Part 03: Your Interview

Research the job and organization, so that you're familiar with the lingo (e.g., if you're interviewing for the FDA, find out what a "PMA" is). See which things they emphasize on their websites, and get a feel for how you may fit into the work environment. Also think of a few questions that you may have for the interviewer -- what's an example of a "typical" day on the job? What sorts of things would you want to improve about your job?

The best way to prepare for an interview is to practice -- especially with a real, live person. Schedule a mock interview with the Professional Development Office to figure out what sorts of questions you may need to answer, and/or look through the questions below. 

Friday, January 24, 2014

Interested in Interviews? Part 02: Your Application

Submitted By: Issel Anne Lim, PhD
Department/Affiliation: Radiology / F.M. Kirby Research Center

After finally getting that oh-so-elusive academic degree, we then need to figure out how to get a job. Whether you're trying to get an interview or get the offer, here are a few things to think about: showcasing your skillscustomizing your application, and brainstorming your interview answers.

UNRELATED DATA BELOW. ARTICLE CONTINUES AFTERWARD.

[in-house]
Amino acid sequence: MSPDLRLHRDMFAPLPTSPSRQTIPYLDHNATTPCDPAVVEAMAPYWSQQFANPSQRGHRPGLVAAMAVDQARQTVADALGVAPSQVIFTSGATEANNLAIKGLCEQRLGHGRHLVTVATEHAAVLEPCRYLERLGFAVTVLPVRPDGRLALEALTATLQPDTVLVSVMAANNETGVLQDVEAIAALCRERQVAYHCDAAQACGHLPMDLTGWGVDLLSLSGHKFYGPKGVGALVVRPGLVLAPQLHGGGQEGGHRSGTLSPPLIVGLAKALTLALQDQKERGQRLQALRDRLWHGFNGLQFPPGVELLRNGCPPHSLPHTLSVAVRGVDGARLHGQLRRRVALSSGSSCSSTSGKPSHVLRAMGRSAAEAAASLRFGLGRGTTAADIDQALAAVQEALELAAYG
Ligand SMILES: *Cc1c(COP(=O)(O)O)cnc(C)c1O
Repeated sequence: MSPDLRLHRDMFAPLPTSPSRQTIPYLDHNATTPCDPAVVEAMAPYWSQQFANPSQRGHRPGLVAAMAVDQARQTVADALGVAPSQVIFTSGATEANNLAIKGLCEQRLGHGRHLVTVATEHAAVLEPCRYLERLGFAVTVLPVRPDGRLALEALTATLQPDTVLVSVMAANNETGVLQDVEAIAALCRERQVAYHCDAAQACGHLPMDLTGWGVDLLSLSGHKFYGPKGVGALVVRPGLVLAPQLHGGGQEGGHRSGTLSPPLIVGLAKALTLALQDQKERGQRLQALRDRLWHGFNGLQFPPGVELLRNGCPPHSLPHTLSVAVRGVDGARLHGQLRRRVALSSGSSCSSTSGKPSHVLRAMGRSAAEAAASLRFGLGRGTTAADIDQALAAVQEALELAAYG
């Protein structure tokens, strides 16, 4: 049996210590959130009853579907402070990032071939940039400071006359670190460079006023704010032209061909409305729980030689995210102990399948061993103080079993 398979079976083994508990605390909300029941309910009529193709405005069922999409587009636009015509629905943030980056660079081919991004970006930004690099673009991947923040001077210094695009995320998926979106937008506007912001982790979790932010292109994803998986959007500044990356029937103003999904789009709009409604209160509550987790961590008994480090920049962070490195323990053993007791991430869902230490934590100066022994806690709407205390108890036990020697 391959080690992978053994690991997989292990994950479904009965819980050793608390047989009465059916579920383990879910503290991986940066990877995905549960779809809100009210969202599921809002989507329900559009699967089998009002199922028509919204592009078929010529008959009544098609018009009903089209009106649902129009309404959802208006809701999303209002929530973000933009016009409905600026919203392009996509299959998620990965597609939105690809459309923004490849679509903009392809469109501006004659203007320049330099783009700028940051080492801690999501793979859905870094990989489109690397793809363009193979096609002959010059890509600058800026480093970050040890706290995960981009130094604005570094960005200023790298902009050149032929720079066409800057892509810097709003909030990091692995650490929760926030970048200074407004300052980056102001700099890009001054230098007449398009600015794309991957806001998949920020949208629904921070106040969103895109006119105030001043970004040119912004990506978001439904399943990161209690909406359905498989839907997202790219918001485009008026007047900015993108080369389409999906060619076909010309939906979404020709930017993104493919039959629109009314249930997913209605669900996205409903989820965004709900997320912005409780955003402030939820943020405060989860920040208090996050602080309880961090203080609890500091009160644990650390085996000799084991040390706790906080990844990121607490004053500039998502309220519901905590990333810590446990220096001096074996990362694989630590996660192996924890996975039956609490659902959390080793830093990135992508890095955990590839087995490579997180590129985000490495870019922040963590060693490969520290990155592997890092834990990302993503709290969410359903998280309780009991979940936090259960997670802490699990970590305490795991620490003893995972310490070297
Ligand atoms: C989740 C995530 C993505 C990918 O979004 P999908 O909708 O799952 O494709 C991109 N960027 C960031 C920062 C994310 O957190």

Part 02: Your Application

Now that you've got a pretty good skill set, how do you showcase yourself? Well, at the least, potential employers will want to see your résumé or curriculum vitae, along with a cover letter. 

A résumé is a summary of the skills that you're bringing to an organization, so don't forget to customize each résumé for each job that you apply to. Oftentimes, a non-technical person will be searching through applications to find someone that may match a particular job, so sprinkle your résumé with words or phrases from the job description. You may want to include a "Summary of Qualifications" that summarizes how your skills will be useful to that particular organization. Also look at the job description's requirements; for example, some government positions want to know how many hours you worked per week on a particular project. Limit your résumé to two pages maximum, or only one page for some consulting jobs.

Wednesday, January 15, 2014

Interested in Interviews? Part 01: Your Skills

Submitted By: Issel Anne Lim, PhD
Department/Affiliation: Radiology / F.M. Kirby Research Center

After finally getting that oh-so-elusive academic degree, we then need to figure out how to get a job. Whether you're trying to get an interview or get the offer, here are a few things to think about: showcasing your skills, customizing your application, and brainstorming your interview answers.

Part 01: Your Skills